Slap me hard if you ever find me carrying someone’s baby in Church again! I have literary heard enough of babies. I know I keep complaining of why they even have to cry whenever I hold them and why some even get terrified when I look at them but what Susan’s baby did on Sunday marked the end of the road for me as far as carrying those little champs is involved.
“Hey,” she had greeted me when the praise team concluded the intercessory session. Her smile was like armor and every day, she went to war. No man could resist her impact. She requested me to hold the baby for her when she goes to make her presentation. Until now, I still wish I hadn’t accepted.
Susan wanted to make a presentation. She was glowing the entire time I sat next to her. It’s like she was waiting for the right moment. For the service leader to call for presentations. When the moment came, she did not hesitate.
But there was no way I could tell that when Susan got to the pulpit, she would ask us to be on our feet. She gave me no clue that she would request us to help her praise her God for being faithful to her. It’s her blessings, right? Why was she even asking us to rejoice at whatever her blessings were? I like the believers who whenever they feel like God has been faithful to them, they give a short direct testimony and that’s it. I like the ones who will say as many ‘Bwana Yesu asifiwe sana?’ as possible. I don’t mind having to repeat Amen countless times. They don’t bother me. I love the ones who sing. The ones with a voice. But what’s wrong with these other crop of humans who insist that we stand and sing with them?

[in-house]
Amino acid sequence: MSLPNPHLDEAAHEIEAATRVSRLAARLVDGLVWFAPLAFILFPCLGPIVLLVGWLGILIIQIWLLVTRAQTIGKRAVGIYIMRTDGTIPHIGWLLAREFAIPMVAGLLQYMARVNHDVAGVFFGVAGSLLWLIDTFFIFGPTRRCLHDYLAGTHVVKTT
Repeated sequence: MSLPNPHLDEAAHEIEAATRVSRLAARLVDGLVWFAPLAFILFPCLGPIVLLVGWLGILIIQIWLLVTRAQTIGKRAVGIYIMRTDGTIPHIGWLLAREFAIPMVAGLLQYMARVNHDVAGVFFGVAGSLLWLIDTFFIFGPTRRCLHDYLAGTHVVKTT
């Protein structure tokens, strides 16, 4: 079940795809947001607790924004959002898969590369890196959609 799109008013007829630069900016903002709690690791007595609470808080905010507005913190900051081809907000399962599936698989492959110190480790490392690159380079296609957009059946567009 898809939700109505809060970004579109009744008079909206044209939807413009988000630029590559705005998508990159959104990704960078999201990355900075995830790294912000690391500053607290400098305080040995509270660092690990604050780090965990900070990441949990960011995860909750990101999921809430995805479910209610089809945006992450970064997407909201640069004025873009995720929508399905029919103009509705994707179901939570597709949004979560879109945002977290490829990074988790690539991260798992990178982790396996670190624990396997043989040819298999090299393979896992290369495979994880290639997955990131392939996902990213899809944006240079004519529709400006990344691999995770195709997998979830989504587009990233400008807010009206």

Suzan’s baby was young. I didn’t ask how old but he looked one or two, or maybe three. A man can never tell a kids age at first sight. But despite being a mother, Susan still looked perfect inside her tight dress. Her curves kept calling. I don’t know how but the boys behind her kept dancing during the praise session. Like her behind called and their eyes responded in chorus. Sitting next to her gave me the prestige that only husbands. And I surely redeemed the bonus when she handed the baby over to me as she went to make her presentation.
Holding the boy made me alive. And as she testified of Gods goodness to her life, I was busy trying to cheer up the little champ. I tickled him and smiled aimlessly as he laughed the way kids do when they are exited. I must have been saying something like ‘babababububu!’ I am not sure the 8.4.4 curriculum taught me that, but it worked.
As we sang and danced to ‘mahali nimefika nimeona wema wako’ I held on tight to the baby. He didn’t cry. He didn’t complain. I felt alive and perhaps Susan’s testimony had also healed the gap between me and the little ones and all the praise song was doing was to seal the bond. I could feel some warmth in my heart. The area around my chest where the baby was lying started to become warm. And as the song came to end, people clapped in ululation. They cheered Susan. Her testimony had moved them. As she made for her seat, next to me of cause, I was there feeling like the man of the hour. But besides the warmth around my chest, I could now feel some smell. Some funny smell.
Susan’s baby had urinated on himself. The urine had spilled over to my shirt. I wasn’t smiling anymore. I wasn’t even feeling like the man of the hour anymore. This little champ had ruined my one and only moment of glory. I stood there not knowing what to do. The boys who sat behind us noticed the shame on my face and started laughing. Soon the entire Church did too and joined in the laughter. Bad things also happen around places of worship?
I should have removed the shirt and stayed with a t-shirt or a vest. But I had none of the two. For a while I stood there wondering ‘why is jumbo pack not free in Kenya?’
The next time I carry a baby maybe I will be part of a campaign advocating for free jumbo packs in Kenya.